“Gran Torino” feels simple. Its characters speak matter-of-factly and don’t have any extended backstories or wildly diverse personalities. Their motives and desires are determined not by detailed characteristics but plain family relations. When these interpersonal motives clash, they create few but powerful ripples in the crumbling, gang-ridden urban pond known as Detroit.
Clint Eastwood, who also directed the film, plays Walt Kowalski, a Korean war veteran and recent widower who has a grudge against anyone whose skin isn’t as pasty white as his own. He’s a brow-beaten curmudgeon, close to what older versions of Dirty Harry or The Man With No Name would like if they were living in Bush-era Michigan. Next door to Walt is a Hmong family, a group of individuals of Asian descent who have a strong population in the neighborhood. Walt catches Thao (played by Bee Vang), a shy, shoulder-slumped teen trying to steal his Gran Torino to appease his gangster cousins. This attempted theft puts Thao in Walt’s debt, causing a friendship to bloom, and for Walt to change his perspective in the face of danger.
It’s a social experiment of a film, a testament to the strength of role models and the dangers of racism, isolationism and needless violence. The interesting thing about the gang culture in the film’s section of Detroit is that it seems like its not even needed, but more just something that young individuals do because they are so bored. It’s a powerful story, but really only survives because of Eastwood’s performance. He does nothing more than his snarling, sassy Clint Eastwood thing, with his “Gran Torino” character being nearly interchangeable for his brash but brilliant boxing trainer in “Million Dollar Baby.” Still, there’s a reason why these common Clint performances are so beloved: He knows how to inject the old man thing with life every time.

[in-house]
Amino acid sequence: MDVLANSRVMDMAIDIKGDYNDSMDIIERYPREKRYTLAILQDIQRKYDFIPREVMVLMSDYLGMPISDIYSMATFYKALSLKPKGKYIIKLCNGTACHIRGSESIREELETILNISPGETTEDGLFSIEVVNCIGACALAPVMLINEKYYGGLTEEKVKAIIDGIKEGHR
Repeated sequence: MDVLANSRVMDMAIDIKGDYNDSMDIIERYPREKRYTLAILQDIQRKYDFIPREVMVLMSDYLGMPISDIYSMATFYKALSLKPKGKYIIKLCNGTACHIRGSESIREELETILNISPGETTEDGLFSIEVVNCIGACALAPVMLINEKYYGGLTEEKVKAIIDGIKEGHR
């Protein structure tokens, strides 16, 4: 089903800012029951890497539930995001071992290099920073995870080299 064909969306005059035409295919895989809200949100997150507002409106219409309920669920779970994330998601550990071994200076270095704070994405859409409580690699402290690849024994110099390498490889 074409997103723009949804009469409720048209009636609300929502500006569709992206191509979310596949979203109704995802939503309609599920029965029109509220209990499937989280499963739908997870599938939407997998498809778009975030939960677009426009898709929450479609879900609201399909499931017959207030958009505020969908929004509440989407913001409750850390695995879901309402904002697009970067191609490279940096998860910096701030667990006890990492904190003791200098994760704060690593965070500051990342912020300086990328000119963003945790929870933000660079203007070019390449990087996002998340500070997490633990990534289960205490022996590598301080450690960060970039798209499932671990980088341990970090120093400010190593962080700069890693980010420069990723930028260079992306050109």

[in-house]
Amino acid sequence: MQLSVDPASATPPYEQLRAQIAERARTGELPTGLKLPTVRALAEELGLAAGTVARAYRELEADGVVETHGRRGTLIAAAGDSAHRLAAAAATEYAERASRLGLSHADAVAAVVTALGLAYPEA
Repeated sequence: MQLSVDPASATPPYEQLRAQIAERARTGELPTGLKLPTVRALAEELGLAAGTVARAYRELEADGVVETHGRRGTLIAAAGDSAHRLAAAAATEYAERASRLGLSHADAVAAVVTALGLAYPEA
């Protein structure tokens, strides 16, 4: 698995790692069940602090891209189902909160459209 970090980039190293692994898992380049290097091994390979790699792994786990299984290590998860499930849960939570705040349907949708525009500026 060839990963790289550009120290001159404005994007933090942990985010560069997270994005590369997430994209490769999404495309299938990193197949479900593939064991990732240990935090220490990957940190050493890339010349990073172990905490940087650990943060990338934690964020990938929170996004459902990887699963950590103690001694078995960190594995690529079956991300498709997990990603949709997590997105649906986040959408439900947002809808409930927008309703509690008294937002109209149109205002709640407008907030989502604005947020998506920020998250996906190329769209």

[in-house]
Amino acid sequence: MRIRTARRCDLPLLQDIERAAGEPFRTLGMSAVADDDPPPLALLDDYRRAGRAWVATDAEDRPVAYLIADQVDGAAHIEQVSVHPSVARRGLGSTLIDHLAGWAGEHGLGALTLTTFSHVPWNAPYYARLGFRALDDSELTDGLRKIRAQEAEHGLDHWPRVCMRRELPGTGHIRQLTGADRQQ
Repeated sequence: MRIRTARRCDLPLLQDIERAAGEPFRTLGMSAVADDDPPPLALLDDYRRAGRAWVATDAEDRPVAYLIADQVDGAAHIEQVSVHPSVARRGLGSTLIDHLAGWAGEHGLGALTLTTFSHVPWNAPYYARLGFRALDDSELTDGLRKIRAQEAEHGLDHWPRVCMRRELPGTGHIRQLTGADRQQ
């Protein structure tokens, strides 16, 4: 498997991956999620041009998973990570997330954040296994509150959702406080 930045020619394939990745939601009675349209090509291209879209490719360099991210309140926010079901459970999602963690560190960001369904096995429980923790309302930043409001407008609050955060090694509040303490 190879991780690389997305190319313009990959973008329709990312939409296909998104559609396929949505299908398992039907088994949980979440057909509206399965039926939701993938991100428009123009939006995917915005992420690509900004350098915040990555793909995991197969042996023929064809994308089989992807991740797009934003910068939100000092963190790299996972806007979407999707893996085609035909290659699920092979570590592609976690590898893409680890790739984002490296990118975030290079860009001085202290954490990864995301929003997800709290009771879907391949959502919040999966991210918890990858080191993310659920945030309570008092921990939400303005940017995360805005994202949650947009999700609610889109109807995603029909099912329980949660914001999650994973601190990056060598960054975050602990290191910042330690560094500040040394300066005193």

Back when it was first released in 2008, “Gran Torino” was supposed to be Eastwood’s last acting project, where he would only focus on directing from then on. That changed in 2012 when Eastwood starred alongside Amy Adams in “Trouble With The Curve,” a hit-or-miss baseball drama. But watching this film with the intent that it was going to be Eastwood’s last, it makes a lot of sense. It’s quintessential Eastwood doing a completely new Eastwood, his trademark cantankerous, cannon-holding loner but in a new type of movie with an entirely different type of actors. Just like how Walt has ultimate control of his destiny in the final act, so does Eastwood just by acting in this movie. He’s making a statement, not asking us to remember him as this, but telling us this is how he will be remembered: A familiar, silent hero in a vocal, original film.